The Baltimore Orioles, fed up with a bullpen that blew three straight games this week in Toronto, yet unable to make the wholesale changes Manager Ray Miller threatened on Thursday, today went as far as they could to change the bullpen's makeup.

The Orioles were unwilling to release several relievers with big contracts and unable to pass others through waivers in order to send them to the minors. Instead, they placed right-hander Ricky Bones on the 15-day disabled list with arm fatigue and recalled right-hander Gabe Molina from Class AAA Rochester.

In addition, the club signed Boston Red Sox castoff Jim Corsi to a minor league contract. Corsi, 37, who became a free agent June 15 after refusing a minor league demotion, will report to Rochester on Monday and could be with the Orioles soon.

"We're going to find guys who can get the outs we need to get," General Manager Frank Wren said. "We're not satisfied with the way things are going."

Although a team source said Wren, Miller and pitching coach Bruce Kison are out of favor with Orioles majority owner Peter Angelos, for now the only changes will be on the field.

Illustrating how desperate the Orioles' bullpen situation has become, Corsi's 5.25 earned run average in 23 appearances for Boston this season would tie him with Doug Johns for the lowest ERA in the Orioles' bullpen entering tonight.

Bones, 30, had a 1.62 ERA in April, when he was used primarily in long relief. But pressed into service in recent weeks in a setup role, he failed to retire a batter in three of his last four outings. He has a 9.56 ERA in his past 15 appearances.

The Orioles' bullpen, which has a major league-worst ERA of 5.93, was responsible for all the losses in a three-game sweep in Toronto, during which the Orioles hit .315 and scored 20 runs.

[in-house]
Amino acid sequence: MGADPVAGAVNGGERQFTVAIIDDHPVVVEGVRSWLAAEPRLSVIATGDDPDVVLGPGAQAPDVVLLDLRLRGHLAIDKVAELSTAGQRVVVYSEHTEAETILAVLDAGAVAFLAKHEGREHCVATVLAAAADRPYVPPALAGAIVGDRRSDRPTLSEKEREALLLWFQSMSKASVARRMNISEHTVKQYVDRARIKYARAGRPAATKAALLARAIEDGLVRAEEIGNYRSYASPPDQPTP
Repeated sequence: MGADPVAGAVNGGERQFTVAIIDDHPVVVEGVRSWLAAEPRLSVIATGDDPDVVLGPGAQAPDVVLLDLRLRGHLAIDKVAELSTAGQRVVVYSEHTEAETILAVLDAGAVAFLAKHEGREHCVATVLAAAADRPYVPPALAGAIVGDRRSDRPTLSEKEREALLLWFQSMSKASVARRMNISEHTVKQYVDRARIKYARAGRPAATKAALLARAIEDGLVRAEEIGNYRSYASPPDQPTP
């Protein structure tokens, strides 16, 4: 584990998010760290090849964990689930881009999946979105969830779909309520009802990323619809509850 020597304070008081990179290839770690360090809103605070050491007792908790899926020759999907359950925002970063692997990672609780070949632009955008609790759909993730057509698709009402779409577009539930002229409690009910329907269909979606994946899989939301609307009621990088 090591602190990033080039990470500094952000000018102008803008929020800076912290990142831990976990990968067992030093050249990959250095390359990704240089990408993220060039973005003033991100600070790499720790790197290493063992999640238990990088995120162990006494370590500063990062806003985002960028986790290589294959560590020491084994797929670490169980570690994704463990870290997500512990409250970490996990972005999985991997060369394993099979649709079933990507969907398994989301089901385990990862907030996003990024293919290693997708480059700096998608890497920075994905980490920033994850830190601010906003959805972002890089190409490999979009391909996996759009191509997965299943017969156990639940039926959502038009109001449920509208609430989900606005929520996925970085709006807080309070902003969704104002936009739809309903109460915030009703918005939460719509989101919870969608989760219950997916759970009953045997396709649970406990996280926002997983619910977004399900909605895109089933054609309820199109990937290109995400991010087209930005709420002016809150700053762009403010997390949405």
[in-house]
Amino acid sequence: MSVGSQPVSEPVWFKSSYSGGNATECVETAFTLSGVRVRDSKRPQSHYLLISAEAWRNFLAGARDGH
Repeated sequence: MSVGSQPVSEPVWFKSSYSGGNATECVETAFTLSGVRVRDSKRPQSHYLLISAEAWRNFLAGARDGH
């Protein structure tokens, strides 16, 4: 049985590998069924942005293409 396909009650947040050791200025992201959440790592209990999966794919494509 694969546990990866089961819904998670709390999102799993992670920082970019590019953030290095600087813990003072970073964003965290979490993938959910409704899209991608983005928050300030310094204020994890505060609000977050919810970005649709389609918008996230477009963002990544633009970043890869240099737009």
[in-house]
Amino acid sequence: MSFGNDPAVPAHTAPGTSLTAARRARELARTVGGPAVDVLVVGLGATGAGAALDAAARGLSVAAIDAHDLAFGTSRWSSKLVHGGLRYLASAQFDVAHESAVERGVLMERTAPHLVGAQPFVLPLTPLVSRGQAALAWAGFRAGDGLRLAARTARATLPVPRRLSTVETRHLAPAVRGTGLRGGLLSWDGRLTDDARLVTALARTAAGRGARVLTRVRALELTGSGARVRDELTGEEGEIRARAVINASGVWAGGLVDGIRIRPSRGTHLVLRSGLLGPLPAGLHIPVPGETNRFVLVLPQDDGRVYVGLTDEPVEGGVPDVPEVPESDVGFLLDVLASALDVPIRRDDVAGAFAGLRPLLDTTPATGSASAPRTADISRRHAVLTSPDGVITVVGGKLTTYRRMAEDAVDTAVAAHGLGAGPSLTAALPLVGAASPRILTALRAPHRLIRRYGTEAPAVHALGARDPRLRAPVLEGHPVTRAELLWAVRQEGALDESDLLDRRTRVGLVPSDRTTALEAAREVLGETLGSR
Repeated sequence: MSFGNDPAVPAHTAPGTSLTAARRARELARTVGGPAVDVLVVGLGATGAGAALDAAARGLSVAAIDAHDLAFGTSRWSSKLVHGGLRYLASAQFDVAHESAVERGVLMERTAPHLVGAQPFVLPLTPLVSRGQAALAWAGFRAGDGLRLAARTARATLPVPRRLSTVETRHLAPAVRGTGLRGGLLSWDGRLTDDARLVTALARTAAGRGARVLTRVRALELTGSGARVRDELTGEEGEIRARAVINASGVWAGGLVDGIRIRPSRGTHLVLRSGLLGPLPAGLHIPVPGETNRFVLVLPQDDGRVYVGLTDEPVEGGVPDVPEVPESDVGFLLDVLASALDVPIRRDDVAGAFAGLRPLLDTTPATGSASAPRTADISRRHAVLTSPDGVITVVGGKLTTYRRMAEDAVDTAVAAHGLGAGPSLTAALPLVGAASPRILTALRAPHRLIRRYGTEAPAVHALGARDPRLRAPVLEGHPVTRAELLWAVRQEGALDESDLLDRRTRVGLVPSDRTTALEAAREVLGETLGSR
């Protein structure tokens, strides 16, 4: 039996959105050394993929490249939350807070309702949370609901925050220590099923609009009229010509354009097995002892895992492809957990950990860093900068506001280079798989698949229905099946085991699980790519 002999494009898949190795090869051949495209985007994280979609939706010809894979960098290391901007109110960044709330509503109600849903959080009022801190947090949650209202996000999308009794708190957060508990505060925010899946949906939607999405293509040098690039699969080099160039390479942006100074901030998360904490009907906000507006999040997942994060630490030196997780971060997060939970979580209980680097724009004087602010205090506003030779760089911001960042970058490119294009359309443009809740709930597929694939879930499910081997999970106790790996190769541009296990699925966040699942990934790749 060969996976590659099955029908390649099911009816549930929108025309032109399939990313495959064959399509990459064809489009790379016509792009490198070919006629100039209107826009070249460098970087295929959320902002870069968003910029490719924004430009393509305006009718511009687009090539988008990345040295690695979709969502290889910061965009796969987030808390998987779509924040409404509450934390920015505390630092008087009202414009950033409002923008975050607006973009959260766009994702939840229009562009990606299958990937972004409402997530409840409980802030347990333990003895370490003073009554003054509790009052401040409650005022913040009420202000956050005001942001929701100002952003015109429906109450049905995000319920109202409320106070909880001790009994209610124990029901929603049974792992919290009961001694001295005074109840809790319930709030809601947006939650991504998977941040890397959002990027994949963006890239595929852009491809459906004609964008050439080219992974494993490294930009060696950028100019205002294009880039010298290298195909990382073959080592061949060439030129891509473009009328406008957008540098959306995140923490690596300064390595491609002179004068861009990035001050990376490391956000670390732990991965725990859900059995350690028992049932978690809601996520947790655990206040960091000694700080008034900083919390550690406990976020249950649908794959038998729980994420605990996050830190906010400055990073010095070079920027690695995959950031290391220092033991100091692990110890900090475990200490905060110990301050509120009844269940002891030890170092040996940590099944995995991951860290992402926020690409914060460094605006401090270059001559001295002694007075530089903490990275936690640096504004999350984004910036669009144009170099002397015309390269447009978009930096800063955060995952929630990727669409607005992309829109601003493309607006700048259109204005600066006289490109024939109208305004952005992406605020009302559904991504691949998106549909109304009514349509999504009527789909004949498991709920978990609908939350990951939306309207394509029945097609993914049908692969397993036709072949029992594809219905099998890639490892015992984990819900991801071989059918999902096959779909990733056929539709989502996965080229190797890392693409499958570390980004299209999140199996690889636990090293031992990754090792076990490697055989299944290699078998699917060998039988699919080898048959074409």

After the third loss Thursday, Miller questioned the courage of some of his relievers, saying they should be embarrassed to walk through the clubhouse, and threatened to get a "whole new bunch of them."

Instead, Miller today held a short team meeting in which he addressed, among other things, the bullpen's tendency to pitch defensively.

"Whether it's a mind-set or a fault of mine or the coaches or the pitchers in general, I'm just tired of seeing defensive pitching," Miller said. "It looks like everyone's trying to miss the bat. . . . Our pitch selection I've been unhappy with, and the way we've been going about things I've been unhappy with. I just want to kind of clear it."

While several pitchers privately have expressed dissatisfaction with Miller's use of the bullpen, including what some see as an excessive number of warmups during a game, Miller today admitted just one fault: not using Rocky Coppinger enough.

"He's been shorted out there," Miller said. "I've been a little remiss in using him. And it's about time to find out [what he can do]. We'll use him anywhere that's the right spot for a right-hander."

However, last week the Orioles attempted to option Coppinger to Rochester, only to discover he must first pass through revocable waivers. Subsequently, the Orioles have tried unsuccessfully to pass Coppinger through waivers.

Coppinger and Johns are the only Orioles relievers with options remaining, and both must pass through revocable waivers to be sent down.

Wren said today he does not foresee the club releasing any of its relievers, which is understandable considering how much money is tied up in many of them.

Mike Timlin, who has a league-high eight blown saves, is in the first year of a four-year, $16 million deal. The club has been trying to find a taker for Timlin, but any trade would require the Orioles to pick up a large portion of the remaining contract.

Jesse Orosco, 42, is signed through next year at $1.1 million. Arthur Rhodes makes $2.2 million, will be a free agent after this season and has the most trade value of any of the Orioles' relievers. Scott Kamieniecki makes $3.1 million this season.

"If there are other names out there better than ours, we'll try them," Wren said. "But we don't have a lot of flexibility."